In this culture we display a compulsive avoidance of difficult matters and an obsession with distraction. Because we cannot acknowledge our grief, we’re forced to stay on the surface of life.
. . . → Read More: The Geography Of Sorrow: Francis Weller On Navigating Our Losses
Join Carolyn in Northern California for a series of workshops and speaking events. A unique opportunity to deepen your connection with yourself, others, and the Earth community.
. . . → Read More: Carolyn Baker Northern California Tour–October 23-31
This workshop occurs at the beginning of the holidays this year, and may be ideally timed for people facing challenging relationships with relatives during this season.
What’s happening now is a permanent contraction. Well, of course, nothing lasts forever, and the contraction is one phase of a greater transition. The cornucopians and techno-narcissists would like to think that we are transitioning into an even more lavish era of techno-wonderama — life in a padded recliner tapping on a tablet for everything! I don’t think so. Rather, we’re going medieval, and we’re doing it the hard way because there’s just not enough to go around and the swollen populations of the world are going to be fighting over what’s left.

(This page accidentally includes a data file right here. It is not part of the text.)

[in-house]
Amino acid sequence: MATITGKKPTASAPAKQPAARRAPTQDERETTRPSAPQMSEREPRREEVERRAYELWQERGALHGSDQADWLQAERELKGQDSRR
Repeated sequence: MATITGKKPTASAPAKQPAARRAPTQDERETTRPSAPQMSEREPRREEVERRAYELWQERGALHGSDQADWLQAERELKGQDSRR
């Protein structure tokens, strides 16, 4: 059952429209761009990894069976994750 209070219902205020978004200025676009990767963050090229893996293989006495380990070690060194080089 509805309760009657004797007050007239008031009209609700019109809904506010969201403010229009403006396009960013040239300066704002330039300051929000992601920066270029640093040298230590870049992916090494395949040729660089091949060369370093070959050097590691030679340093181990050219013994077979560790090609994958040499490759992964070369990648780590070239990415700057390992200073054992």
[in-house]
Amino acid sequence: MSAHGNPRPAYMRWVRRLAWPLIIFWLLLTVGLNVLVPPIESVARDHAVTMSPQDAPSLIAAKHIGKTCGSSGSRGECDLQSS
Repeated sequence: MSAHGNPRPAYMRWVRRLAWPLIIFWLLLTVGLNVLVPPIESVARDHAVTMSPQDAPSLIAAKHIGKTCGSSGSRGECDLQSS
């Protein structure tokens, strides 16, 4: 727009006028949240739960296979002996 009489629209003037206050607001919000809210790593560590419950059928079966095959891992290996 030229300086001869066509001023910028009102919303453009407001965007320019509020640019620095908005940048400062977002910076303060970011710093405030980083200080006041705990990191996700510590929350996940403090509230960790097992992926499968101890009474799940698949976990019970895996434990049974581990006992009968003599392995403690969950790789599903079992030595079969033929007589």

. . . → Read More: Say Goodbye To Normal, By James Howard Kunstler
Never in the history of our species have we so desperately needed to engage in conscious grieving. Not only are we carrying decades of our own grief, but we almost certainly are carrying the grief of past generations and the grief of other species. In fact, I believe that other species are asking us—perhaps even begging us to grieve their losses. When he is able to grieve, says Weller, his ability to feel this planetary pain “puts me back in a profound state of relatedness to where I live, to the watershed, to my home.” (143-144) Some may assume that given the state of the planet, grieving is pointless. Yet The Wild Edge of Sorrow asserts that, “…we have to keep some sense of our deep soul obligation to the planet alive, no matter if we are leaving. I feel it is an imperative that I do whatever I can to register the sorrows of the planet. We have to remember that much of the grief that we are feeling isn’t ours. It isn’t personal. We are literally feeling the sorrows of the watershed.” (143-144) In fact, the entire Earth community has a right to our bearing witness to their losses.
. . . → Read More: The Wild Edge Of Sorrow: A Book Review By Carolyn Baker
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